“Here’s Life to Love an’ Death to Fear,” the tinker added, draining his cup. “Ay, madam, fill again—’tis memorable tea.”
The woman refilled his cup.
“Many a time I’ve sat at meat an’ thought, O that mine enemy could taste thy tea! But this, dear lady, this beverage is for a friend.”
So the dinner went on, others talking only to encourage the tongue of Darrel. Trove, well as he knew the old man, had been surprised by his fortitude. Far from being broken, the spirit in him was happy, masterful, triumphant. He had work to do and was earning that high reward of happiness—to him the best thing under heaven. The dinner over, all rose, and Darrel bowed politely to the warden’s wife. Then he quoted:—
“’Like as the waves make toward
the pebbled shore,
So do our minutes hasten to their end.’
“Dear madam, they do hasten but to come as well as to go. Thanks an’ au revoir.”
Darrel and Trove went away with the warden, who bade them sit a while in his office. Tinker and young man were there talking until the day was gone. The warden sat apart, reading. Now and again they whispered earnestly, as if they were not agreed, Darrel shaking his forefinger and his head, Trove came away as the dark fell, a sad and thoughtful look upon him.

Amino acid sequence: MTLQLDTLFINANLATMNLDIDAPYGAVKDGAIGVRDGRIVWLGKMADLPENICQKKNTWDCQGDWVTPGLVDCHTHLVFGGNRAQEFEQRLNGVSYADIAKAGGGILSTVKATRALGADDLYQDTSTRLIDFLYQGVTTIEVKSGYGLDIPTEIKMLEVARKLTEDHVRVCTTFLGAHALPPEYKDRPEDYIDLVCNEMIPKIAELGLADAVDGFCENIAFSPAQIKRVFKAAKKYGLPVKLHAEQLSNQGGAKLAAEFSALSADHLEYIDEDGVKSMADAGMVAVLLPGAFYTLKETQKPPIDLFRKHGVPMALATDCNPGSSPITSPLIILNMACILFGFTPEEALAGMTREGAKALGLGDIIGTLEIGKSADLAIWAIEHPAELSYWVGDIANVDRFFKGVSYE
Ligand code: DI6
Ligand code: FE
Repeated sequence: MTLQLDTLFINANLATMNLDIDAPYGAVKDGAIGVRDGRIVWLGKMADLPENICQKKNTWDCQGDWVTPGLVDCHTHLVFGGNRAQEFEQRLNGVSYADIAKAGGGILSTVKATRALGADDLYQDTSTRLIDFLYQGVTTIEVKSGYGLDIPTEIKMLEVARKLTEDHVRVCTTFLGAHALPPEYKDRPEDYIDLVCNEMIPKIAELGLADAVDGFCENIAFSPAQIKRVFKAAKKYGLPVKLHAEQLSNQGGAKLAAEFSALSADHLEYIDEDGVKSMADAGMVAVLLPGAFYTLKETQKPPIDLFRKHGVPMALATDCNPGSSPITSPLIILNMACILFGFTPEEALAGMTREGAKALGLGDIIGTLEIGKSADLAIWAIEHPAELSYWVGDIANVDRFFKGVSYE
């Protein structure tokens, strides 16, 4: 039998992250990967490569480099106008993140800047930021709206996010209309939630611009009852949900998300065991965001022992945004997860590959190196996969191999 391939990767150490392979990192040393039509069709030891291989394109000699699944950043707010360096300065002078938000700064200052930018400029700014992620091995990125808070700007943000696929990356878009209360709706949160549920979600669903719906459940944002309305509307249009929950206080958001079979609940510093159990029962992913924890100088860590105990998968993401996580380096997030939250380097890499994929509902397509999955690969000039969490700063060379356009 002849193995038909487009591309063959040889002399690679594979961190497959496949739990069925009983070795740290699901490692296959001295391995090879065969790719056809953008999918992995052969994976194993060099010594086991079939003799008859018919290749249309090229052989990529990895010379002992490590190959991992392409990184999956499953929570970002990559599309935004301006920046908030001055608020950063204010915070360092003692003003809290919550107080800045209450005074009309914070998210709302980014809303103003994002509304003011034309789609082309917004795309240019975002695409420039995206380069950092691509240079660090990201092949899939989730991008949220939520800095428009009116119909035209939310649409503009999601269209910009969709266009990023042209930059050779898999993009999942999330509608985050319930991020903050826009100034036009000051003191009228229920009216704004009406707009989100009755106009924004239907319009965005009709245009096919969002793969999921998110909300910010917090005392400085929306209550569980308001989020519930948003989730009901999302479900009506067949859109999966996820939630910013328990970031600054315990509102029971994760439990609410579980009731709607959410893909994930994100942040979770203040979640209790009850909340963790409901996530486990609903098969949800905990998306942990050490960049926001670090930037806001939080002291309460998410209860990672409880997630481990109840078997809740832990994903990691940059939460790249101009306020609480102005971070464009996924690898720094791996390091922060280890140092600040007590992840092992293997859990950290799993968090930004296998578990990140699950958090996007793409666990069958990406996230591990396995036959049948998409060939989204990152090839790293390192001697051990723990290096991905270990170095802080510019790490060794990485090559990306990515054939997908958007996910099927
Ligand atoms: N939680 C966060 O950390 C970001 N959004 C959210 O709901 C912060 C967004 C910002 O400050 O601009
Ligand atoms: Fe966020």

Trove went to the inn at Dannemora that evening he left Darrel and there found a letter. It said that Leblanc was living near St. Albans. Posted in Plattsburg and signed “Henry Hope,” the letter gave no hint of bad faith, and with all haste he went to the place it named. He was there a fortnight, seeking the Frenchman, but getting no word of him, and then came a new letter from the man Hope. It said now that Leblanc had moved on to Middlebury. Trove went there, spent the last of his money, and sat one day in the tavern office, considering what to do; for now, after weeks of wandering, he was, it seemed, no nearer the man he sought. He had soon reached a thought of some value: this information of the unknown correspondent was, at least, unreliable, and he would give it no further heed. What should he do? On that point he was not long undecided, for while he was thinking of it a boy came and said:
“There’s a lady waiting to see you in the parlour, sir.”
He went immediately to the parlour above stairs, and there sat Polly in her best gown—“the sweetest-looking creature,” he was wont to say, “this side of Paradise.” Polly rose, and his amazement checked his feet a moment. Then he advanced quickly and would have kissed her, but she turned her face away and Stood looking down. They were in a silence full of history. Twice she tried to speak, but an odd stillness followed the first word, giving possibly the more adequate expression to her thoughts.
“How came you here?” he whispered presently.